dbbae173dca0  localhost/buildah-from-dockerfile:latest  node HelloWorld.j...  4 seconds ago  Up 3 seconds ago  0.0.0.0:3000->3000/tcp  priceless_cartwright

7. Point your browser to http://localhost:3000, and you should see something similar to the following screenshot:

8. Stop the container by entering the 

podman kill
 command followed by the identifier of the 
buildah-from-dockerfile
 container (
dbbae173dca0
):

podman kill dbbae173dca0
dbbae173dca0ca5b602c0b9a70055886381cb7df5ae25fbb4bd81c75a4bcb50d

Use Buildah to Modify a Container Image

With Buidah, you can modify a container in the following ways:

  • Mount the container and copy files to it
  • Using the buildah config command
  • Using the buildah copy command

Mount the Container and Copy Files to It

1. Run the following command to create a new container using the

buildah-from-dockerfile
 image as a starting point:

buildah from buildah-from-dockerfile

The above command prints the name of your new container:

buildah-from-dockerfile-working-container

2. Use the 

buildah list
 command to see the list of your working containers:

buildah containers
CONTAINER ID  BUILDER  IMAGE ID     IMAGE NAME                       CONTAINER NAME
78c4225c8c37     *     7619bf0e3316 localhost/buildah-from-docker... buildah-from-dockerfile-working-container

3. If you're running Buildah as an unprivileged user, enter the user namespace with:

buildah unshare

4. Mount the container filesystem to a directory on the host, and save the name of that directory in an environment variable called 

mount
 by entering the following command:

mount=$(buildah mount buildah-from-dockerfile-working-container)

5. You can use the 

echo
 command to print the path of the folder where the container filesystem is mounted:

echo $mount
/home/vagrant/.local/share/containers/storage/overlay/83b2d731b920653a569795cf75f4902a1e148dab61f4cb41bcc37bae0f5d6655/merged

6. Move into the 

/usr/src/app
 folder:

cd $mount/usr/src/app/

7. Open the 

HelloWorld.js
 file in a plain-text editor, and edit the line that prints the 
Hello World!
 message to:

app.get('/', (req, res) => res.send('Hello World (modified with Buildah)!'))

Your 

HelloWorld.js
 file should look similar to the listing below:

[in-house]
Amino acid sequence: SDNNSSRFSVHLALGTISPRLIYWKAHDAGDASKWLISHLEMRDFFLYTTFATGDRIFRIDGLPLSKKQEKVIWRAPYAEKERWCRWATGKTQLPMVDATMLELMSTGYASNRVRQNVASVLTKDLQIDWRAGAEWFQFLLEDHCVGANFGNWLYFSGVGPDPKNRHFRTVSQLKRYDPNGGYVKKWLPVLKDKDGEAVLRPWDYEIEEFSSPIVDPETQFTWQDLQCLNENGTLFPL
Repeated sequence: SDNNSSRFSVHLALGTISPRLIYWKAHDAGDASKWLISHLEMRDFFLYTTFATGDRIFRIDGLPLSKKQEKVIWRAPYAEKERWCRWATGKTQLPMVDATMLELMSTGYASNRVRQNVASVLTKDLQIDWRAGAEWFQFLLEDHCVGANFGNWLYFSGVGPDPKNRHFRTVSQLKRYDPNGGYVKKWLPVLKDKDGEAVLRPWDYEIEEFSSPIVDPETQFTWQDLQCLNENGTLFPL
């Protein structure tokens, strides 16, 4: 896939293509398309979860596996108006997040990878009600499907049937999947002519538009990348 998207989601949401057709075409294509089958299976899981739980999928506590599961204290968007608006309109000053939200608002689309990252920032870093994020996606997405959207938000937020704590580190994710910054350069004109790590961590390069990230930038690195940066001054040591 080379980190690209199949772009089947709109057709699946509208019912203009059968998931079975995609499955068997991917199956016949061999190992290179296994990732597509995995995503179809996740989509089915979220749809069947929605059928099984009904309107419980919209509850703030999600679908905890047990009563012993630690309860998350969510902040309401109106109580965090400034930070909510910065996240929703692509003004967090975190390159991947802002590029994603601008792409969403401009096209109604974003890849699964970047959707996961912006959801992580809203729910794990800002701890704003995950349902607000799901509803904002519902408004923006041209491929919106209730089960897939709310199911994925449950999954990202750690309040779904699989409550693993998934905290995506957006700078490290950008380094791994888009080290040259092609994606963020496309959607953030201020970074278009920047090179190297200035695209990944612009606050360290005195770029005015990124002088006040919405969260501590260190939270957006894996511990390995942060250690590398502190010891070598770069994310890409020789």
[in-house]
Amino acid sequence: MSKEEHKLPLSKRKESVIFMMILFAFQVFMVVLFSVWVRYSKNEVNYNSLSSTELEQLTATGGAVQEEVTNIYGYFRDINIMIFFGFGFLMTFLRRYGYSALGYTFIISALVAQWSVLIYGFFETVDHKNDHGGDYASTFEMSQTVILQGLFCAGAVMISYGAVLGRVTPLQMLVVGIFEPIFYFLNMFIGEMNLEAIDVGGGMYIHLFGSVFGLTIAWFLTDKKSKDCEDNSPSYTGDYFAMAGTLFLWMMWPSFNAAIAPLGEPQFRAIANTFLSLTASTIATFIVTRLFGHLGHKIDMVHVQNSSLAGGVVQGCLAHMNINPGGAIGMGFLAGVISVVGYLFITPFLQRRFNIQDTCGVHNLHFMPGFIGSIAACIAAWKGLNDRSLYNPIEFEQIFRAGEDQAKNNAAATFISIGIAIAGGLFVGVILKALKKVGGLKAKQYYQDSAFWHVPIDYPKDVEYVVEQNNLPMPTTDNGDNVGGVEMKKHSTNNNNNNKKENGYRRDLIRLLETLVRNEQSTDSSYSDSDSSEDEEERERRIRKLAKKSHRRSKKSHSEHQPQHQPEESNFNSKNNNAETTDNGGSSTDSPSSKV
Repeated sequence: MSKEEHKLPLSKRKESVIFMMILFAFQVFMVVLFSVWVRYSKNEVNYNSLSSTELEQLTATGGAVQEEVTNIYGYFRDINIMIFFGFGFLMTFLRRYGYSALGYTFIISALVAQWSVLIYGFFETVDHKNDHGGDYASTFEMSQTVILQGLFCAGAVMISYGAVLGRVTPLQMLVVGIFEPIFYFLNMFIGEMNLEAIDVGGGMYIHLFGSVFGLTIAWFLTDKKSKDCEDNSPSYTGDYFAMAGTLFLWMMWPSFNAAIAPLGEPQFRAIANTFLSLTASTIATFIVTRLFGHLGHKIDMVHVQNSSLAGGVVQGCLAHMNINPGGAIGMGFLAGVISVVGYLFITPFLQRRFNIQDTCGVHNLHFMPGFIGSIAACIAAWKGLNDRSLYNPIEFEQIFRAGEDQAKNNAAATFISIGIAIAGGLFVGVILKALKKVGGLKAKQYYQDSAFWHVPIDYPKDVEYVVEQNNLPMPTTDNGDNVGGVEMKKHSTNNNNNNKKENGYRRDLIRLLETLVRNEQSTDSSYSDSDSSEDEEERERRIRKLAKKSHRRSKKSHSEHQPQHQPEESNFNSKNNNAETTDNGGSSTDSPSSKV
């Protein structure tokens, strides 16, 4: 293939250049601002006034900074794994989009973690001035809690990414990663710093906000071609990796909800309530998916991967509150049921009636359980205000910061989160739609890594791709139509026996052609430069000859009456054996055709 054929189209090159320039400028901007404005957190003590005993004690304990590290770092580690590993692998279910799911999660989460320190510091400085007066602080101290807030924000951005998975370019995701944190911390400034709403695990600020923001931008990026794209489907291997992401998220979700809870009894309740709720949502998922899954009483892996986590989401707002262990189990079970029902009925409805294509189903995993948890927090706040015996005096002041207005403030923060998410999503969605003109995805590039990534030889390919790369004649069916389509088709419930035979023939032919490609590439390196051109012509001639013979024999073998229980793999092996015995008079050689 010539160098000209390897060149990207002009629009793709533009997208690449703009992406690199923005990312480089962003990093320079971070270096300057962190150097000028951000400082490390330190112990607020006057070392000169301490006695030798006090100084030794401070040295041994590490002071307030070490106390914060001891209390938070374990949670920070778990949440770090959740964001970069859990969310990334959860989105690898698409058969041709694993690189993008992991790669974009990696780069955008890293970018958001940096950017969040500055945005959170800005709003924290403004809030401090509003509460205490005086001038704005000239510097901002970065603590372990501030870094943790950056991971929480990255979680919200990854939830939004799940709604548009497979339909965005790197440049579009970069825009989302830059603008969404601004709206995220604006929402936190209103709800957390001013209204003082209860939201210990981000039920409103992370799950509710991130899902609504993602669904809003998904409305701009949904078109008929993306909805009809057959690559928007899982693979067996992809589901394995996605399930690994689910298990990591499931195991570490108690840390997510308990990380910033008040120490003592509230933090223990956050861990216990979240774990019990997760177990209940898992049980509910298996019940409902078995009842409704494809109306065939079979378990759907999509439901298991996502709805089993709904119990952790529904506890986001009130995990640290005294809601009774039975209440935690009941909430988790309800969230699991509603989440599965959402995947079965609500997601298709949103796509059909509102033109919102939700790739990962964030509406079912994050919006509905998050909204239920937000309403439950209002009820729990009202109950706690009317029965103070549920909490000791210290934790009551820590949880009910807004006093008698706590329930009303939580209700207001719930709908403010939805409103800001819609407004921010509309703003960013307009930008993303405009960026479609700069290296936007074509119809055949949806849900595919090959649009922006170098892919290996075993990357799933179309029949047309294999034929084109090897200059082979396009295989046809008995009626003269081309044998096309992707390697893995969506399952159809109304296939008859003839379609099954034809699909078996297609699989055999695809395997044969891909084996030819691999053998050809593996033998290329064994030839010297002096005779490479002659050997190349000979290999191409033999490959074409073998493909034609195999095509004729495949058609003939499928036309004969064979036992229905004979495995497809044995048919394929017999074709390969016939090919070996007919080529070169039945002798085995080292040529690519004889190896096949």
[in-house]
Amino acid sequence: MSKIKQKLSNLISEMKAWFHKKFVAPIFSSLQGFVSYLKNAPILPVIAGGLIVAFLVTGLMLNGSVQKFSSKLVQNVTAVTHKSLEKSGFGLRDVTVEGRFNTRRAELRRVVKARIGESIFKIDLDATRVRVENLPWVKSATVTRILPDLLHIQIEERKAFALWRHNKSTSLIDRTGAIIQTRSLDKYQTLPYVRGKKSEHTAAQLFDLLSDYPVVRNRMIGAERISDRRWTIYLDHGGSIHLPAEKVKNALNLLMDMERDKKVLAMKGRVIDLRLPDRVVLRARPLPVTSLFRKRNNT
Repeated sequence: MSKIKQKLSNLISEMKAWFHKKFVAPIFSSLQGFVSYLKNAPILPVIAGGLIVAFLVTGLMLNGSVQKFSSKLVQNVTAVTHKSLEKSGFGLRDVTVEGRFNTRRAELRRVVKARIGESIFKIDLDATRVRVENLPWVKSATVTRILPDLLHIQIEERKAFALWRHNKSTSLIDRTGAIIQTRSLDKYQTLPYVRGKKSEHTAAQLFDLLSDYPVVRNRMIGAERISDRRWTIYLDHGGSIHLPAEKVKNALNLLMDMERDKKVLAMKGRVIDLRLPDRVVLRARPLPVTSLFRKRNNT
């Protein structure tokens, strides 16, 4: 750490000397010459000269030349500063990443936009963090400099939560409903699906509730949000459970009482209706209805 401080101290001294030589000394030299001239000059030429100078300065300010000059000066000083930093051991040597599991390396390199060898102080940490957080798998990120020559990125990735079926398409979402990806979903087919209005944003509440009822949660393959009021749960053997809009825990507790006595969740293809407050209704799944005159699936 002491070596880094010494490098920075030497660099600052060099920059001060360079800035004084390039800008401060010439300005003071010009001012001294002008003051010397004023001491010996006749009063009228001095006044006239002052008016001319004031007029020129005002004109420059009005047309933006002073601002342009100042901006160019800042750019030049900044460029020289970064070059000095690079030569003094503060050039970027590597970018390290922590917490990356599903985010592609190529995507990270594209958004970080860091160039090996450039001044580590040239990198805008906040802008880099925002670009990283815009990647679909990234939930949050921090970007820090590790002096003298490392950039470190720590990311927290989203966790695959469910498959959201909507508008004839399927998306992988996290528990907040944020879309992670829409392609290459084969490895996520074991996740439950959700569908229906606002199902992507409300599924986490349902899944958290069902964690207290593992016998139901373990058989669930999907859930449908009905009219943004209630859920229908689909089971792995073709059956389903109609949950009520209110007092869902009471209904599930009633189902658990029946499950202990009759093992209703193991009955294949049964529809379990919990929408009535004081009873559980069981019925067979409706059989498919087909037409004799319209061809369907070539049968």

cat HelloWorld.js
const express = require('express')
const app = express()
const port = 3000

app.get('/', (req, res) => res.send('Hello World (modified with Buildah)!'))

app.listen(port, () => console.log(`Example app listening on port ${port}!`))

8. Save the changes to a new container image called 

modified-container
:

buildah commit buildah-from-dockerfile-working-container modified-container
Getting image source signatures
Copying blob 7948c3e5790c skipped: already exists
Copying blob 4d1ab3827f6b skipped: already exists
Copying blob 69dfa7bd7a92 skipped: already exists
Copying blob 01727b1a72df skipped: already exists
Copying blob 1d7382716a27 skipped: already exists
Copying blob 03dc1830d2d5 skipped: already exists
Copying blob 1e1795dd2c10 skipped: already exists
Copying blob c8a8d3d42bc1 skipped: already exists
Copying blob 072dcfd76a1e skipped: already exists
Copying blob fc67e152fd86 skipped: already exists
Copying blob a546faf200ff done
Copying config d3ac43ac8d done
Writing manifest to image destination
Storing signatures
d3ac43ac8da20aef987367353e56e22a1a2330176c08e255c72670b3b08c1e14

9. If you run the 

buildah images
 command, you should see both images:

buildah images
REPOSITORY                          TAG      IMAGE ID       CREATED             SIZE
localhost/modified-container        latest   d3ac43ac8da2   46 seconds ago      944 MB
localhost/buildah-from-dockerfile   latest   7619bf0e3316   14 minutes ago      944 MB

10. Unmount the root filesystem of your container by entering the following 

buildah unmount
 command:

buildah unmount buildah-from-dockerfile-working-container
78c4225c8c377d8a018583586e2f76932204f20b4f3621fedb1ab3d41f8a3240

11. Run the 

modified-container
 image with Podman:

podman run -dt -p 3000:3000 modified-container
70105ac094b672c98f56290d25fa5406a7c51bf401cff586c7a356b4f19f1320

12. Enter the 

podman ps 
command to print the list of running containers:

podman ps
CONTAINER ID  IMAGE                                COMMAND               CREATED        STATUS            PORTS                   NAMES
70105ac094b6  localhost/modified-container:latest  node HelloWorld.j...  4 seconds ago  Up 4 seconds ago  0.0.0.0:3000->3000/tcp  pedantic_rhodes

13. To see the modified application in action, point your browser to http://localhost:3000:

Modify a Container with the 
buildah config
 Command

1. To see the list of your local container images, use the 

buildah images
command:

buildah containers
CONTAINER ID  BUILDER  IMAGE ID     IMAGE NAME                       CONTAINER NAME
305591a5116c     *     7619bf0e3316 localhost/buildah-from-docker... buildah-from-dockerfile-working-container

2. In this example, you'll modify the configuration value for the

author
field. Run the 
buildah config
 command specifying the following parameters: